Following the UK’s surprise vote to leave the EU, we assess the probable impact such a departure would have on African trade, investment, and security policy. In this free special report, EXX Africa analyses the impact of an eventual ‘Brexit’ on Kenya.
On 23 June, the United Kingdom (UK) voted to leave the European Union (EU) in a non-binding advisory referendum, which resulted in the resignation of UK Prime Minister David Cameron and is likely to trigger fresh elections later this year or in 2017. Despite pressure from some EU countries, it is unlikely that exit negotiations will begin until a new UK government is firmly in place. There is a possibility that the next UK government will not trigger exit negotiations at all, based on a legal technicality or if it calls a second referendum.
Regardless of the probability of an eventual UK exit from the EU, the referendum result has caused market turmoil across the world, as investors worry that the result of the UK vote could drive fresh momentum to anti-establishment movements in other European countries. Global stocks lost USD2 trillion in value on 24 June and sterling fell to a 31 year low. UK companies and banks were some of the worst affected, with USD55 billion wiped off banking stocks. The price of commodities also fell, with the price of oil dropping 3.9% to USD50 per barrel. However, the price of gold gained 4.7% as a reflection of investors’ perception of gold as a safe haven. At the time of writing on 27 June, Asian stocks and the UK pound were extending losses.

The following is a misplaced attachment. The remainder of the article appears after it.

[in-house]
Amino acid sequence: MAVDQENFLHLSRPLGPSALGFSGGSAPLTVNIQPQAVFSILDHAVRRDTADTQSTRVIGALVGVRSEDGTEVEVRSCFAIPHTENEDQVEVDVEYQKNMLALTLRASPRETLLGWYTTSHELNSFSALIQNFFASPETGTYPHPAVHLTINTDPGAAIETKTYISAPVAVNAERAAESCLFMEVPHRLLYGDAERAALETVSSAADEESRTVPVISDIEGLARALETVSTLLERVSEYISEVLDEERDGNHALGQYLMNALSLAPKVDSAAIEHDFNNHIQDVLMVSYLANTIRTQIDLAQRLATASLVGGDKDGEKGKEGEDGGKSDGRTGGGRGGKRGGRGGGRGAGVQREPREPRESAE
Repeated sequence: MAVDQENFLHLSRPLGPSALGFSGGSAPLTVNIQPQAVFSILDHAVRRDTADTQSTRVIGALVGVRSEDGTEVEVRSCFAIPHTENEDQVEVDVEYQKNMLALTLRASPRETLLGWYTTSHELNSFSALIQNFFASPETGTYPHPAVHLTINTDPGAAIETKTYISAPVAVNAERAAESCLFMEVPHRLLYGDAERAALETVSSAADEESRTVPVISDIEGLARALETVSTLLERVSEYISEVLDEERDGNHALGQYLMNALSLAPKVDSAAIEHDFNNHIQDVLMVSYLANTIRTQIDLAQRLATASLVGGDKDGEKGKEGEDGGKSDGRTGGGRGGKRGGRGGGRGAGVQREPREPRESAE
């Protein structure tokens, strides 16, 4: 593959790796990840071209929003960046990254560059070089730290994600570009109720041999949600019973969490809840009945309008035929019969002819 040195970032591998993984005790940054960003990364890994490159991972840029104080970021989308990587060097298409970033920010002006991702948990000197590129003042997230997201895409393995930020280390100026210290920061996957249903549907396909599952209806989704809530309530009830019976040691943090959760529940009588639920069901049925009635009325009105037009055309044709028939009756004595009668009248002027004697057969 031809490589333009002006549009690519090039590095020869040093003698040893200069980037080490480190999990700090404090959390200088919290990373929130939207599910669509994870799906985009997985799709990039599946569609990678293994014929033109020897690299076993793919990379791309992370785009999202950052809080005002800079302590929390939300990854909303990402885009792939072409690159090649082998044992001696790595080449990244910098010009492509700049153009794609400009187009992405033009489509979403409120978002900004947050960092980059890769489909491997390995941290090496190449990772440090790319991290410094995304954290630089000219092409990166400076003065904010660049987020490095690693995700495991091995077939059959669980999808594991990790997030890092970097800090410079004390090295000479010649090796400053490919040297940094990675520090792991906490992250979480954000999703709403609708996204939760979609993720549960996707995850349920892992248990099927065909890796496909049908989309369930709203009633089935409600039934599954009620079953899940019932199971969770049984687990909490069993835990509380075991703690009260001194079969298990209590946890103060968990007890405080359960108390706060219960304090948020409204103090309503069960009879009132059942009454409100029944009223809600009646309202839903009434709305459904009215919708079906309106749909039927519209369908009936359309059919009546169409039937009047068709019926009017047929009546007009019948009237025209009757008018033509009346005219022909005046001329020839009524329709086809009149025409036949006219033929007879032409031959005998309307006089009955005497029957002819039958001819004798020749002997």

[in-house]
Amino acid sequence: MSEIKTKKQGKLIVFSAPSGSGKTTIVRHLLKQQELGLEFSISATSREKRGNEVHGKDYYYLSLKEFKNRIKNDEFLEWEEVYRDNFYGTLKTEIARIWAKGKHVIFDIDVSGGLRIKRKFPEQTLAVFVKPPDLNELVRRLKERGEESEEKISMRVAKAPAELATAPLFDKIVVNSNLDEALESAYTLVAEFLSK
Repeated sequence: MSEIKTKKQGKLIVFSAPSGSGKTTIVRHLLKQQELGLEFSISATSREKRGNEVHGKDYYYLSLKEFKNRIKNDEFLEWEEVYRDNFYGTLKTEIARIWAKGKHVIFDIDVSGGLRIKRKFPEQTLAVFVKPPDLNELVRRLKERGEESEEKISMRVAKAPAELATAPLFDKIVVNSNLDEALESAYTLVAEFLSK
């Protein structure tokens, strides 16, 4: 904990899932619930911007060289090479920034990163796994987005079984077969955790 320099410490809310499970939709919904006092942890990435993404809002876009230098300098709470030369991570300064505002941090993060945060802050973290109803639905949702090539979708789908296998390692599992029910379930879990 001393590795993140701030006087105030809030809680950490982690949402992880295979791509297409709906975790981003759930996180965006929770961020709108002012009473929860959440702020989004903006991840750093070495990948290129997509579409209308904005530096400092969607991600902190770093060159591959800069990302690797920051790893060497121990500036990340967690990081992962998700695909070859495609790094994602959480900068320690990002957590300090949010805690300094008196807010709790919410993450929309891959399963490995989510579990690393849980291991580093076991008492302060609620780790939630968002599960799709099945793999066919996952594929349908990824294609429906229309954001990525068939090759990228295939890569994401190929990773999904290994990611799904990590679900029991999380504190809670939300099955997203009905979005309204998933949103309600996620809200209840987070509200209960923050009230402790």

In Africa, currencies, stocks, and bonds also tumbled as a result of the UK referendum vote. The South African rand fell by 8% against the US dollar, before recovering to trade at 3.6% weaker, while falling to a record low against the Japanese yen. Investors are worried that African countries will have less access to international capital markets, which would halt large infrastructure and other projects. There is also a concern that the UK will now disengage from Africa, as its economy inevitably slows, and foreign aid flows are cut. While the UK has a firm commitment to spend 0.7% of its gross national income (GNI) on development aid, an eventual recession in the UK would decline GNI in absolute terms and thus diminish development aid to Africa.
Moreover, any trade deals that the UK has in place with African countries are essentially trade agreements with the EU, which has exclusive jurisdiction over its members’ trade deals. Any exit from the EU could terminate the UK’s access to the EU’s single market, forcing the country to negotiate new trade accords with African countries, which is likely to be a cumbersome and lengthy process. It is however likely that the UK would leave many existing trade agreements in place and thus mitigate risk of trade disruption. In this special report, EXX Africa assesses the likely implications of a UK departure from the EU for some of the UK’s top African trading partners, as well as other implications on wider investment and security. We analyse two key drivers of risk, firstly the impact of a ‘Brexit’ on existing trade and other arrangements with the EU, and secondly the longer term effect of a probable economic slow-down of the UK economy, which is the fifth largest in the world with substantial ties to the African continent.